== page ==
Tuesday, February 05, 2008

An Open Letter to the Staff of the Philadelphia Inquirer

To the Ombudsman of the Philadelphia Inquirer:

I apologize for taking up your time, as you must be very busy, but I feel there is a question you need to answer.

Why should my family continue to purchase your newspaper?

With the recent price increase, your paper costs only fifty cents less than the New York Times. Having read the Times, I must conclude it is a much superior paper. Reading through their international section alone, I found four times as many articles as your paper’s international section, which on many days is given over largely to ads.

In terms of international news, I do not even need to rely on the Times. Thanks to the magic of RSS feeds, I can receive articles from national and international newspapers, including the Israeli Ha’aretz and the British Guardian, along with posts from a variety of well-respected blogs. Frankly, there seems to be less and less need for me to spend money on the Inquirer.

The Times also has, on the whole, better columnists than the Inquirer. Although your paper has a few good columnists, such as Trudy Rubin, its selection does not compare with the Times. Furthermore, some of the Inquirer’s recent selections for columnists have been questionable at best. When the Times hires a right wing hack, they get someone relatively respectable, such as William Kristol. Your paper hired Michael Smerconish, a moderately successful radio host who is neither a particularly good or insightful writer.

You may argue that the Inquirer is still vital for local news. However, your paper’s credentials in that regard are increasingly questionable. As a recent article in the Philadelphia Weekly reveals that Brian Tierney, CEO of the company that owns the Inquirer, is considering outsourcing to foreign countries in order to cut costs. If this is done, your paper can hardly claim to be local.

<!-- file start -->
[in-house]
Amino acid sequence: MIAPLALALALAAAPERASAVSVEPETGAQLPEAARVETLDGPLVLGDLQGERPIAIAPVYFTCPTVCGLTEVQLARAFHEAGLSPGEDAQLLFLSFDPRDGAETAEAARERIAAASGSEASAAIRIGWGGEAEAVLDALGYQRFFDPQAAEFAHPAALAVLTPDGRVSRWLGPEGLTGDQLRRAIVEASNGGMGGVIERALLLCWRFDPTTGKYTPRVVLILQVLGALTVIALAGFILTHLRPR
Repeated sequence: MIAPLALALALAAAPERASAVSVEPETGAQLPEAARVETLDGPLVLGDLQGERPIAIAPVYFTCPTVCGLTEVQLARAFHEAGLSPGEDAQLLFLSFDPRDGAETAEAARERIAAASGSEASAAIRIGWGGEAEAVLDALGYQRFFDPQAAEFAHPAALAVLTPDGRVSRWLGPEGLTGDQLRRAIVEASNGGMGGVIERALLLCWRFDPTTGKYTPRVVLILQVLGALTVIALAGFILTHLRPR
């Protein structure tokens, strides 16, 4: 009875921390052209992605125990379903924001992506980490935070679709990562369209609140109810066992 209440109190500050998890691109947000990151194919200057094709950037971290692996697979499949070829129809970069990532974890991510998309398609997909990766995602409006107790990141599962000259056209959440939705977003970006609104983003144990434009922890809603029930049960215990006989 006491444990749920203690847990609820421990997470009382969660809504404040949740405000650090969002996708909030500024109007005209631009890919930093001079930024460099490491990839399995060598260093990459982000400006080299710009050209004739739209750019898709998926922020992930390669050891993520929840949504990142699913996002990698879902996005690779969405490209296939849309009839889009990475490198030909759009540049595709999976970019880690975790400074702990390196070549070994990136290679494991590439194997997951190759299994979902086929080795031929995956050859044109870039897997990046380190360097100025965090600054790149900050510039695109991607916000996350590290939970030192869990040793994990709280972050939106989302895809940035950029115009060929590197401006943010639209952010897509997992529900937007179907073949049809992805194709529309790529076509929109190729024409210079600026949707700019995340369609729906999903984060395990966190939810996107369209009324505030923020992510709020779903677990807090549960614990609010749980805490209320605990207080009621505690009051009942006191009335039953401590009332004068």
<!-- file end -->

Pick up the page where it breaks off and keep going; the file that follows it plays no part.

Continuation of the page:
Furthermore, even if one ignores the outsourcing factor, your paper’s coverage of many Philadelphia neighborhoods is genuinely pathetic. The Philadelphia Association of Black Journalists, as noted in the Philadelphia Weekly article, has complained that many communities only get covered in case of a murder.

In recent months, the Inquirer has also demonstrated a disturbing lack of priorities in its local news coverage. For instance, the Inquirer gave only cursory attention to the arrest of one of Donna Reed Miller’s aides in an extortion case, while examining in minute detail every possible aspect of Alycia Lane’s misadventures. This will not do.

(And don’t try to hide behind the excuse that Lane is what people were talking about, as a certain Daily News columnist did. The function of journalists in a democratic society is to make people aware of government conduct. That was the reasoning of the Founding Fathers when they granted extensive First Amendment freedoms to the press.)

The Inquirer is not the only source of local news coverage. For example, the free Philadelphia Public Record newspaper gives extensive coverage to the inner workings of Philadelphia politics. The City Paper and the Philadelphia Weekly cover the neighborhoods and arts community with a progressive bent. I can get all of these papers for free. There are also many local blogs, such as the Young Philly Politics blog, that offer excellent coverage of local politics.

Unless your paper dramatically improves, I may have to discontinue purchasi

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